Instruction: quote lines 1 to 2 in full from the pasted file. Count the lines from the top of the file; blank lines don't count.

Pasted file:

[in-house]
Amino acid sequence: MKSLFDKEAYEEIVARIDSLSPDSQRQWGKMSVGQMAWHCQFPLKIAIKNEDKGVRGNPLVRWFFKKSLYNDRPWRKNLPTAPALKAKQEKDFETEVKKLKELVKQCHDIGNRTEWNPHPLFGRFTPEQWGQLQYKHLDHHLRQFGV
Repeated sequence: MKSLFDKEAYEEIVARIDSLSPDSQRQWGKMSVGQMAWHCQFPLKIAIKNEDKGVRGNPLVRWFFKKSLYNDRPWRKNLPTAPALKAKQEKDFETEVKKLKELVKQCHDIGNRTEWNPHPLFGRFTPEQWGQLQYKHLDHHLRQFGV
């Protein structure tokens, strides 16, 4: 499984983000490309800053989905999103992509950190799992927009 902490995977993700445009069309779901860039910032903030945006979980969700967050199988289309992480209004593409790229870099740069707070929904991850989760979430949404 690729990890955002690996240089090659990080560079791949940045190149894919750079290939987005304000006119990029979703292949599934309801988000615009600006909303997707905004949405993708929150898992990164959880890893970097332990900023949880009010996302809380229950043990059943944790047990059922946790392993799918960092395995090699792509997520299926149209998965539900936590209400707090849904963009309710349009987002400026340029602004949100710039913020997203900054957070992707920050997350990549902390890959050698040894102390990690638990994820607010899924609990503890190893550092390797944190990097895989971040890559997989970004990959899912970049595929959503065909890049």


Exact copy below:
[in-house]
Amino acid sequence: MKSLFDKEAYEEIVARIDSLSPDSQRQWGKMSVGQMAWHCQFPLKIAIKNEDKGVRGNPLVRWFFKKSLYNDRPWRKNLPTAPALKAKQEKDFETEVKKLKELVKQCHDIGNRTEWNPHPLFGRFTPEQWGQLQYKHLDHHLRQFGV